The general nodded. "I agree. So, to summarize, sir, you want us to cooperate with them so as to get access to their data and find another alien installation—‘get the jump on them’, as they might say it—which we will then proceed directly to and claim for the E.U.?"
"Precisely. Undoubtedly they will be expecting something of the sort. I want you to select the right crew—engineers, scientists, and security—to ensure that anything they do, we can counter, all while maintaining civil relations."
"If we take their information—especially on the location of some other installation—and use it to beat them to the site, civility may not be possible."
The commissioner shrugged. "At that point, civility is not the issue. It would of course be nice if everyone could remain happy, but I am sure that harsh words will be said. Once you have a clear target, however, you may disregard the need for civility, as long as the indications are clear that the target will be a valuable one. We do not want a crater with a few traces of old ruins, as I am sure you understand."
"I understand perfectly, Commissioner. I also understand that I did not hear such instructions from you."
Bitteschell grinned. "Always a pleasure to work with such thoughtful men as yourself, General Hohenheim. As you are commanding Odin, everything you need is easily authorized under that budget."
The big man rubbed his beard thoughtfully. "Given the nature of this mission, I hope that we might be able to authorize additional, hm, research equipment?"
"Oh, undoubtedly. Our scientists and engineers should not be completely dependent upon our prospective partners. I would recommend you allocate significant cargo to whatever additional equipment you, or your selected personnel, think might be helpful. I will authorize all reasonable expenditures."
"Then," General Hohenheim said, standing, "I will begin at once. If we are to leave for Mars soon, I have little time to waste."
They shook hands. "Good luck, General."
After Hohenheim left, Bitteschell resumed his seat behind the desk and stared out the window at the city vista beyond.
Which was that of Brussels, unfortunately. While the capital of the E.U. was an interesting city from a professional standpoint—even an exciting one, at times—there was no denying it lacked much in the way of scenic splendor. That was especially true for someone like Helmut Bitteschell, who’d been born and raised in the very picturesque Bavarian town of Bamberg.
But the commissioner had never regretted his decision. He hadn’t come to Brussels many years ago for the scenery, after all. He was today one of the most powerful and influential figures in the European Union; which, if it still lacked the political cohesion of the United States and had only a small portion of its military power, had a larger population, the largest gross domestic product in the world, and a currency which rivaled the dollar and occasionally surpassed it.
Bitteschell had no great faith in luck, actually. But he was a strong adherent to the old saw that one creates one’s own luck, with the proper preparations.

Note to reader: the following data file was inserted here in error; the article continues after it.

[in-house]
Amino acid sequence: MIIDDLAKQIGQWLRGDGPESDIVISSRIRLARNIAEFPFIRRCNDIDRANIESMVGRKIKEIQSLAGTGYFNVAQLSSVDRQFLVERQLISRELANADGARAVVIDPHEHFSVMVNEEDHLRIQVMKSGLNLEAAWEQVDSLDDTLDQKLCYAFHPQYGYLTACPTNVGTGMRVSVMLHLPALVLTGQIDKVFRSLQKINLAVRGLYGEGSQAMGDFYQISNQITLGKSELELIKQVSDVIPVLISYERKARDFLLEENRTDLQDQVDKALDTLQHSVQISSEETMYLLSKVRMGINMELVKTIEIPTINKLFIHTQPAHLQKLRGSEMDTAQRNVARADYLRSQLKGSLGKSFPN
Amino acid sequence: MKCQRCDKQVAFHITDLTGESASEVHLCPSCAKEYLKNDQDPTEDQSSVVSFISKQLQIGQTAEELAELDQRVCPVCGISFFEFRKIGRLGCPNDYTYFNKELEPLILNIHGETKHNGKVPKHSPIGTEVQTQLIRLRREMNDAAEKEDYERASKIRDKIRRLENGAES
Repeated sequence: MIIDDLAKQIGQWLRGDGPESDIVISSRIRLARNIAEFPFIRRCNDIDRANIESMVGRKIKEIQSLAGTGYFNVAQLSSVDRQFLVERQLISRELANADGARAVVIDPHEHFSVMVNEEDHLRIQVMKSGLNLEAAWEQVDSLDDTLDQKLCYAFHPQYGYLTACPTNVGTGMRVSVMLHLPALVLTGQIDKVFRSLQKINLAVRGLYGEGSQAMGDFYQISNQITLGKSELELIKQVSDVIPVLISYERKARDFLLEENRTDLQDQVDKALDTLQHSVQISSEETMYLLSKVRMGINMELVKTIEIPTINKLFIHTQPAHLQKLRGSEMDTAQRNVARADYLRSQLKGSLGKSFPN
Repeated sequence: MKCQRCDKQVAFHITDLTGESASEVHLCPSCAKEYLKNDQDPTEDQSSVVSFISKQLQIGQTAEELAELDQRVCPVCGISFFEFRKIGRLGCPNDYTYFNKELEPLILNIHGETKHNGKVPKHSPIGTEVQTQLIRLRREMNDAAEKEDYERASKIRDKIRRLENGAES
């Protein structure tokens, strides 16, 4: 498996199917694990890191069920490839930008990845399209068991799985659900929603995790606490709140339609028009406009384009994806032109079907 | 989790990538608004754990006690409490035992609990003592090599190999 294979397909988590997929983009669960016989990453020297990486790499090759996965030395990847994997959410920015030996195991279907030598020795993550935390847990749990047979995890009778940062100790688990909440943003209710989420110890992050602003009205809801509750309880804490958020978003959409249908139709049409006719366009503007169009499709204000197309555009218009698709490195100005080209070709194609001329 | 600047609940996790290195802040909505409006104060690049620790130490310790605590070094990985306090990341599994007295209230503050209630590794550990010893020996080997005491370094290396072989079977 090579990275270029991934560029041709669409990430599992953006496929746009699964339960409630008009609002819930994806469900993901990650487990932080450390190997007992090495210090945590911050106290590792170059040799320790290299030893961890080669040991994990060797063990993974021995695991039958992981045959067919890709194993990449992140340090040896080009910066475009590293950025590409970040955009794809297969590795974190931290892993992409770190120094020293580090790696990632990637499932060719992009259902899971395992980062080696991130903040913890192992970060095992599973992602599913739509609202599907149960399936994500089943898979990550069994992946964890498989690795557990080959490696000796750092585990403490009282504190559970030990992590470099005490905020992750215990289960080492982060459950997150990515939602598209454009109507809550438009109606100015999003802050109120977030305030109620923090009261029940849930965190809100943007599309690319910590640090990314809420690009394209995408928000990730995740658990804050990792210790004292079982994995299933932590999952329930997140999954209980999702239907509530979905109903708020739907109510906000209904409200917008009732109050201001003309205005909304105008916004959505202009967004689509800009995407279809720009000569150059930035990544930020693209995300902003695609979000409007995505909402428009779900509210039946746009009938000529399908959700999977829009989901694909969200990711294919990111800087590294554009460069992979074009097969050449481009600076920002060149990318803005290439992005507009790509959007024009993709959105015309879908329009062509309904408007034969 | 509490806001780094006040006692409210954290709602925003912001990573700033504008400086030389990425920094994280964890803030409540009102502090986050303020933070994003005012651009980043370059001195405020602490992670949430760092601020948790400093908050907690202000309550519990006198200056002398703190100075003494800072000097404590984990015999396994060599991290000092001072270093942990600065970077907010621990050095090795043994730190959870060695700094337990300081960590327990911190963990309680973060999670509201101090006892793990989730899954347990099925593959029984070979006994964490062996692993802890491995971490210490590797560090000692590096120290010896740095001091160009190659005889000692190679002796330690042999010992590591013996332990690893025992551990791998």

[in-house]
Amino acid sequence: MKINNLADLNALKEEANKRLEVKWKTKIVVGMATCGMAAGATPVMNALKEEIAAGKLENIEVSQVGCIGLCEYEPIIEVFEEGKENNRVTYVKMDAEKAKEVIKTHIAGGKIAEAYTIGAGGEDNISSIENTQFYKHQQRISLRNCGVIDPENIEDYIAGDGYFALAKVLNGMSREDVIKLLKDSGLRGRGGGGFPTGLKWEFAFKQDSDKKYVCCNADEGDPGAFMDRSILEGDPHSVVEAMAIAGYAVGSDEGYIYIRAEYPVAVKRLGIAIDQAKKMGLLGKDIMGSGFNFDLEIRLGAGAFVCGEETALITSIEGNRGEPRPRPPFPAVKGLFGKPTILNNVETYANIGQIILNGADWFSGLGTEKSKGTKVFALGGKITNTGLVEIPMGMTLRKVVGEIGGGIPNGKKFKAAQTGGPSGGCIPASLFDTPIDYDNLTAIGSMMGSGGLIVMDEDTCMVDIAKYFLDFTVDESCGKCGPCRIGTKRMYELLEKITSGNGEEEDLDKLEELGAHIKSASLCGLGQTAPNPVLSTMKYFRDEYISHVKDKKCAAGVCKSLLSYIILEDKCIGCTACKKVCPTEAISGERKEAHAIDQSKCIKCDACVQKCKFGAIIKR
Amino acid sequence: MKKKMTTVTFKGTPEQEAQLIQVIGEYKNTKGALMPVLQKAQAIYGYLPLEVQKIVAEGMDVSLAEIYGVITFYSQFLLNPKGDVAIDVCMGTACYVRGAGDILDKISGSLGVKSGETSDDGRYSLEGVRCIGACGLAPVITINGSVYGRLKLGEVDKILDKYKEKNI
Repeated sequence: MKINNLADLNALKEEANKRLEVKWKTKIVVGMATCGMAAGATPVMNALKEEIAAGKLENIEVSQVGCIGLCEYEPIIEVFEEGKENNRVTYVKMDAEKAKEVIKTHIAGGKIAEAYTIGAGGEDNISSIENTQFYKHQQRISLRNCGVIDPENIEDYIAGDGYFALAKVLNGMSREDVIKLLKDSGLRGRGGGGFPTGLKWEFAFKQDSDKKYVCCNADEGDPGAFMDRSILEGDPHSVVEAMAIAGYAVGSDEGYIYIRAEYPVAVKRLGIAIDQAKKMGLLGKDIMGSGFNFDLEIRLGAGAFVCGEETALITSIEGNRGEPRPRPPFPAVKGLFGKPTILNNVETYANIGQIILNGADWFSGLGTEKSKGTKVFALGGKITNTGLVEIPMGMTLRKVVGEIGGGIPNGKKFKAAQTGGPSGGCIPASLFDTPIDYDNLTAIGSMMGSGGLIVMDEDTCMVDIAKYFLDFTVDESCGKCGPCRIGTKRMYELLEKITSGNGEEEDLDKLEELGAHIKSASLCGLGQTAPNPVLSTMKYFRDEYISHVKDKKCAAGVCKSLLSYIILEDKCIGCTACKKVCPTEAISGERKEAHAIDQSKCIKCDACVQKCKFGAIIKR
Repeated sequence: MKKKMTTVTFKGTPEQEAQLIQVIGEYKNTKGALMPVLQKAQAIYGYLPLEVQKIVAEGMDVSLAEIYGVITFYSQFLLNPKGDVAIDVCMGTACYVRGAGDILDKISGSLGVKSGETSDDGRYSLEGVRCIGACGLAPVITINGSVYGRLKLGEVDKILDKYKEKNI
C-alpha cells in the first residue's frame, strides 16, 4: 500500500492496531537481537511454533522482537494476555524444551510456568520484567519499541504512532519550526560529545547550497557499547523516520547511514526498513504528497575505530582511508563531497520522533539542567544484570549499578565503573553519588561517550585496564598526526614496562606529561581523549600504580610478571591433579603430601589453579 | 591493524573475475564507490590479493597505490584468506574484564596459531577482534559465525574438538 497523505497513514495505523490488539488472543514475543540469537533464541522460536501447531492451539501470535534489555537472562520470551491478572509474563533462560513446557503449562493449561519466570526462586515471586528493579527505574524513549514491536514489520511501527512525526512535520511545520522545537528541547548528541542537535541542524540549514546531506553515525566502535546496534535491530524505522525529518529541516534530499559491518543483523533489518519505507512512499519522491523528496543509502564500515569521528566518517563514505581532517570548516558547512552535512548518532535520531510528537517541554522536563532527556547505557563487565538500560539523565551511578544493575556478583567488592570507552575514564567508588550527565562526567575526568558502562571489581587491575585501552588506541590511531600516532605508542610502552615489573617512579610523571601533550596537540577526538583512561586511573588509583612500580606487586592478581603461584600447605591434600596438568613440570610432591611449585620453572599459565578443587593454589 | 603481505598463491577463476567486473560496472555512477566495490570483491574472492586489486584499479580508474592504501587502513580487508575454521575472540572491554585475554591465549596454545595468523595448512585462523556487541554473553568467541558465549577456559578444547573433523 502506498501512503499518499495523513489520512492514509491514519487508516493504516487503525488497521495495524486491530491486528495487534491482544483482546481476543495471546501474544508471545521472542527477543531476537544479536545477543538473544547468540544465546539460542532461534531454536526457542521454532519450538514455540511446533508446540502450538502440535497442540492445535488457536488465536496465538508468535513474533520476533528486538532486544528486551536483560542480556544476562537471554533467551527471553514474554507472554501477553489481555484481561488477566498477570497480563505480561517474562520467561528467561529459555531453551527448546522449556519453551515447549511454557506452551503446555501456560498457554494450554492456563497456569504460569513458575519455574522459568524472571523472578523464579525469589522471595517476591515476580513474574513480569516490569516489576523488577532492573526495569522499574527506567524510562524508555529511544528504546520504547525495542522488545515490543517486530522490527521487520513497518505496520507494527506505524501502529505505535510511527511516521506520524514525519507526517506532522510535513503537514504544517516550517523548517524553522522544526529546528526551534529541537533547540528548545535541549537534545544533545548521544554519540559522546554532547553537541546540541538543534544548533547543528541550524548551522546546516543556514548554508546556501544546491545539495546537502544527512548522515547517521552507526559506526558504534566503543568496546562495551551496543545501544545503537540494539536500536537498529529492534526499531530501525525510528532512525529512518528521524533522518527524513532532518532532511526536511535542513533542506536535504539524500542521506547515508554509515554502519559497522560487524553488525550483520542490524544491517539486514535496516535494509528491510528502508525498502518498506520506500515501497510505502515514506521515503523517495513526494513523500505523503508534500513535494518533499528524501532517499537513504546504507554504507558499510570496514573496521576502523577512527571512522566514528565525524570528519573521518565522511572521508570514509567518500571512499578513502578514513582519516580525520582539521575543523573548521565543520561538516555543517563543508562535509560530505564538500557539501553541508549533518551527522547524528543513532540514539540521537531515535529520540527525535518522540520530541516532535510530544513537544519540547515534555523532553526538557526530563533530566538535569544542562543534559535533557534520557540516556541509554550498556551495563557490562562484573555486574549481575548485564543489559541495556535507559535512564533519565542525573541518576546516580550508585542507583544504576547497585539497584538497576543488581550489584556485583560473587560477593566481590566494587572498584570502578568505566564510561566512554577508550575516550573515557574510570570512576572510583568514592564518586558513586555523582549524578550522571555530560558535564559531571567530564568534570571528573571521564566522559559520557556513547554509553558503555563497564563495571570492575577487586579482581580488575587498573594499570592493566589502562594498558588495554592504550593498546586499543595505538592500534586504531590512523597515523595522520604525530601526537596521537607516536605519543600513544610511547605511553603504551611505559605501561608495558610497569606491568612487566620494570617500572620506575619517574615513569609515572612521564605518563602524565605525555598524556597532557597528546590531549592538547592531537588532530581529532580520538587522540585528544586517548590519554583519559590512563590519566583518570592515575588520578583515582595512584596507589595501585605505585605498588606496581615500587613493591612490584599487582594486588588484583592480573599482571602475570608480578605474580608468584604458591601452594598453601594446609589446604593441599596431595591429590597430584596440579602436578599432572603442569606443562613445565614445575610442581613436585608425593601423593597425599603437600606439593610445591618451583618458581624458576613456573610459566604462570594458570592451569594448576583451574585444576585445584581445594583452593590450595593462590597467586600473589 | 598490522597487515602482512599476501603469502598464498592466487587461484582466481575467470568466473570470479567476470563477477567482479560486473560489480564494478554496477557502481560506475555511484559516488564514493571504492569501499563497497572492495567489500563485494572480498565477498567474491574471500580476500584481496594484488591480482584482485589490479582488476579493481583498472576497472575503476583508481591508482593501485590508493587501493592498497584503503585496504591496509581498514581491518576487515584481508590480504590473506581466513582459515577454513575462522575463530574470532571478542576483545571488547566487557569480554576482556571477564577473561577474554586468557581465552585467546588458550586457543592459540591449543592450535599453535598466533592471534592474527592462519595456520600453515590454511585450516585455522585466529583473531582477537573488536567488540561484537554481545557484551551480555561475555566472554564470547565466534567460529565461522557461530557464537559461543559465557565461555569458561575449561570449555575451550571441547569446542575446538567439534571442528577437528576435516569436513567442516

Should he employ Fitzgerald or not, on this expedition? True, there were potential risks. Judging from the extensive files that the commissioner had studied, Fitzgerald was prone to... Well, not recklessness, exactly. That would be too strong a term. But there was no question that the mercenary from Belfast tended to take an expansive attitude toward his instructions.
On the other hand, that might very well be what was needed. There would be no way to micromanage—even to manage at all, really—an expedition such as this one, from such a great distance. And Hohenheim’s weakness was the opposite. The man was undoubtedly capable, but prone to...
Well, not timidity, precisely. That would be a rather silly term to use with regard to one of the most experienced and accomplished members of Europe’s Astronaut Corps. Still, in Bitteschell’s opinion, Hohenheim was not the man to place in charge of Odin. He’d have preferred Joachim Blücher, or even the Frenchman Duvalier.
However, there was no point in fretting over the matter. Hohenheim was popular with the public—always a major concern when dealing with an expensive project—had strong support in the German government, and unlike Blücher had not aggravated the French and the Italians. Even the British thought well of him.
Bitteschell’s decision, in the end, came down to the need to keep Europe’s powerful industrial corporations satisfied. That was always a major political concern, also. One of those corporations, the European Space Development Company, had strongly recommended Fitzgerald. The ESDC was centrally involved in Europe’s space program, one of its few truly critical players, and their recommendation had come with the support of several other important corporations as well.
He pressed the button which communicated with his personal assistant. "Francesca, please get in touch with Richard Fitzgerald and ask him to come for an interview tomorrow."
Best to err on the side of caution. Bitteschell didn’t think the risks were that great, anyway.
Oh, look. Complications. You would never expect any of those!